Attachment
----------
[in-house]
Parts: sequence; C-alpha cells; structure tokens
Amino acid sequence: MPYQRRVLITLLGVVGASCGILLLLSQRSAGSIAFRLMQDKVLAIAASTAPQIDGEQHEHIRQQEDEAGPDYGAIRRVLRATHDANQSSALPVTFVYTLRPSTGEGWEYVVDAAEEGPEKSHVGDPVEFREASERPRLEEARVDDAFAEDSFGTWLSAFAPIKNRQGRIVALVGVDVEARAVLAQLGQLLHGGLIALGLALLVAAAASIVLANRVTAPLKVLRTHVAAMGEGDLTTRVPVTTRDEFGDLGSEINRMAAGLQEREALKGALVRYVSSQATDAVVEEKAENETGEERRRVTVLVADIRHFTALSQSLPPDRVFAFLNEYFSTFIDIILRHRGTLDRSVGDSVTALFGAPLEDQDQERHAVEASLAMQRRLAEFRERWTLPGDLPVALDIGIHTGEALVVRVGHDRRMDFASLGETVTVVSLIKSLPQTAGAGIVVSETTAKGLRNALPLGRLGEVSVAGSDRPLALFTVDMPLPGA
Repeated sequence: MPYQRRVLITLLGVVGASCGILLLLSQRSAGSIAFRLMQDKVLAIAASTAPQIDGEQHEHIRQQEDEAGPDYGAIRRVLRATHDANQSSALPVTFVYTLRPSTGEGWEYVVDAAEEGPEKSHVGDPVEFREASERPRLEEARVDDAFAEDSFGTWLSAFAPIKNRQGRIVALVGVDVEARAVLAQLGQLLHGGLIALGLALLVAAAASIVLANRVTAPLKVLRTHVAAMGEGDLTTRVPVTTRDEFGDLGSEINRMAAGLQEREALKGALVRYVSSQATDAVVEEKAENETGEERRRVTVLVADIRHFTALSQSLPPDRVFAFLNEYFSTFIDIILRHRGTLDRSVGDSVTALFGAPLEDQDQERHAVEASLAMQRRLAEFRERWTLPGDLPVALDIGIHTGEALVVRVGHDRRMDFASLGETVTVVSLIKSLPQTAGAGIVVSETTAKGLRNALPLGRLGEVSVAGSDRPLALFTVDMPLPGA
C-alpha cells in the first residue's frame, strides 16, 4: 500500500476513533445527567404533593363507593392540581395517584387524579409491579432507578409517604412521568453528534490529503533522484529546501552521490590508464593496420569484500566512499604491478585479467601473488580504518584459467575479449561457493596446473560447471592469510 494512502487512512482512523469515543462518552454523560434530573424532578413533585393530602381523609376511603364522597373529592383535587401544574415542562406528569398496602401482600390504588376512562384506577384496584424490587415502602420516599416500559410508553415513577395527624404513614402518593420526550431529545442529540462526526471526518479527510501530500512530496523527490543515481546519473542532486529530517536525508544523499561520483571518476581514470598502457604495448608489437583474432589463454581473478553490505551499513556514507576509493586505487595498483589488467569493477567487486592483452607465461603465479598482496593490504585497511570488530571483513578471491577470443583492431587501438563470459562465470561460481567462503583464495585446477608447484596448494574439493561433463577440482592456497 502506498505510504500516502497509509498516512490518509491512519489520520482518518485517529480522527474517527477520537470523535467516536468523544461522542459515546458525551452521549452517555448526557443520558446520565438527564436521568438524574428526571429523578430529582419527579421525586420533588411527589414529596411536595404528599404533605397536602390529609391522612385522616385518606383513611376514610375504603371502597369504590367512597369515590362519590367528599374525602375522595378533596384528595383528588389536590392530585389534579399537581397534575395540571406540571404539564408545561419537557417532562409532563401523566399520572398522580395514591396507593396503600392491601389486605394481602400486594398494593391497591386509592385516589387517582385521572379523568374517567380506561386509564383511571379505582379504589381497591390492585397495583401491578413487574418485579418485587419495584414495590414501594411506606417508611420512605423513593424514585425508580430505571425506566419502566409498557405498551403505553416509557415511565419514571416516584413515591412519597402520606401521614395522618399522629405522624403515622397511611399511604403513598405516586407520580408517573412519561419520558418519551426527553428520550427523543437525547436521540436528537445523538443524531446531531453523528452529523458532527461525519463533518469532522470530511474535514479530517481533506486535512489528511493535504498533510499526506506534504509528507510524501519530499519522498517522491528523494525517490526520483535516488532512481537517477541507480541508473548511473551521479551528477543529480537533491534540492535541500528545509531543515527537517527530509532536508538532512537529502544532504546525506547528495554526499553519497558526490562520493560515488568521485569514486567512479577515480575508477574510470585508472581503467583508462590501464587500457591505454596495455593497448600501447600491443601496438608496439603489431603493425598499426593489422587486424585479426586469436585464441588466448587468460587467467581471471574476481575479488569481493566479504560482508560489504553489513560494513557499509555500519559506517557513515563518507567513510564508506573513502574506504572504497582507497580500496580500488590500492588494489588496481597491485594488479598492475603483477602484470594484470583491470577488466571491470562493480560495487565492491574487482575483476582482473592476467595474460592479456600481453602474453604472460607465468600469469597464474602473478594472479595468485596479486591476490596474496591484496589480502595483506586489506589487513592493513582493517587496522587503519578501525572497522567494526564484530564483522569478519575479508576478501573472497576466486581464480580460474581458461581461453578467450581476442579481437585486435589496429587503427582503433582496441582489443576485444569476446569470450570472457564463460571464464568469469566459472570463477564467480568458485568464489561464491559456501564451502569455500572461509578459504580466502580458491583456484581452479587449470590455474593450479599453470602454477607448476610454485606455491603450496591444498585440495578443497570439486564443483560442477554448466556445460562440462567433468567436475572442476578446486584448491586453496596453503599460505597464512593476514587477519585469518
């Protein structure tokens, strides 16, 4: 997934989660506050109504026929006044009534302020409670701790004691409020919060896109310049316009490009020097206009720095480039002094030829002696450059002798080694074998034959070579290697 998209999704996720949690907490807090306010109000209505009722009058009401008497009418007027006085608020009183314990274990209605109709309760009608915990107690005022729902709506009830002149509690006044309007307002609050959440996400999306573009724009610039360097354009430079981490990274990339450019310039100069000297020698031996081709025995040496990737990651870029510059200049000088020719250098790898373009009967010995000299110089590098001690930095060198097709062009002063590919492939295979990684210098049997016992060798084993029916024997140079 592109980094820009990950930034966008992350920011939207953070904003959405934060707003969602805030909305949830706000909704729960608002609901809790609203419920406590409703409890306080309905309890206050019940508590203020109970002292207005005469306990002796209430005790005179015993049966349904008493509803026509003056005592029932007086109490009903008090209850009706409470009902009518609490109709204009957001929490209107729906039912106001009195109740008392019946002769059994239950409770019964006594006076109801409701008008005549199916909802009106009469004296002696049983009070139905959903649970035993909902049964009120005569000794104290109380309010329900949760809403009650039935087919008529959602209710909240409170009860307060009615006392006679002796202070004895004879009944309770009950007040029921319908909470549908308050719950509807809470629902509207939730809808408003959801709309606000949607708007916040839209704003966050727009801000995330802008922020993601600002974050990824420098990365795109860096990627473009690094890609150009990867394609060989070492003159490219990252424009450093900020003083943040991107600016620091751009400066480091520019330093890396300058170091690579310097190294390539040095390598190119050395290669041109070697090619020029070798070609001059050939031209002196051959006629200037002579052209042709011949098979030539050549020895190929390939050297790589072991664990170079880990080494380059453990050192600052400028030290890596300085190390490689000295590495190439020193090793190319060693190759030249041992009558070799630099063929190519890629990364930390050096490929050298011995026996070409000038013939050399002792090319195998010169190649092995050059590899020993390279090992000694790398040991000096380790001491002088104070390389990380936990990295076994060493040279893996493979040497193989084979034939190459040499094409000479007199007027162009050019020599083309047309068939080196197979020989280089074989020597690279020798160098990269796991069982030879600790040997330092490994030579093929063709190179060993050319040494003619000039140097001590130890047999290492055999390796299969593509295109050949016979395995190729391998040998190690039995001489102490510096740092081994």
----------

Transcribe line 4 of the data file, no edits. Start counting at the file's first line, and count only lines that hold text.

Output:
Repeated sequence: MPYQRRVLITLLGVVGASCGILLLLSQRSAGSIAFRLMQDKVLAIAASTAPQIDGEQHEHIRQQEDEAGPDYGAIRRVLRATHDANQSSALPVTFVYTLRPSTGEGWEYVVDAAEEGPEKSHVGDPVEFREASERPRLEEARVDDAFAEDSFGTWLSAFAPIKNRQGRIVALVGVDVEARAVLAQLGQLLHGGLIALGLALLVAAAASIVLANRVTAPLKVLRTHVAAMGEGDLTTRVPVTTRDEFGDLGSEINRMAAGLQEREALKGALVRYVSSQATDAVVEEKAENETGEERRRVTVLVADIRHFTALSQSLPPDRVFAFLNEYFSTFIDIILRHRGTLDRSVGDSVTALFGAPLEDQDQERHAVEASLAMQRRLAEFRERWTLPGDLPVALDIGIHTGEALVVRVGHDRRMDFASLGETVTVVSLIKSLPQTAGAGIVVSETTAKGLRNALPLGRLGEVSVAGSDRPLALFTVDMPLPGA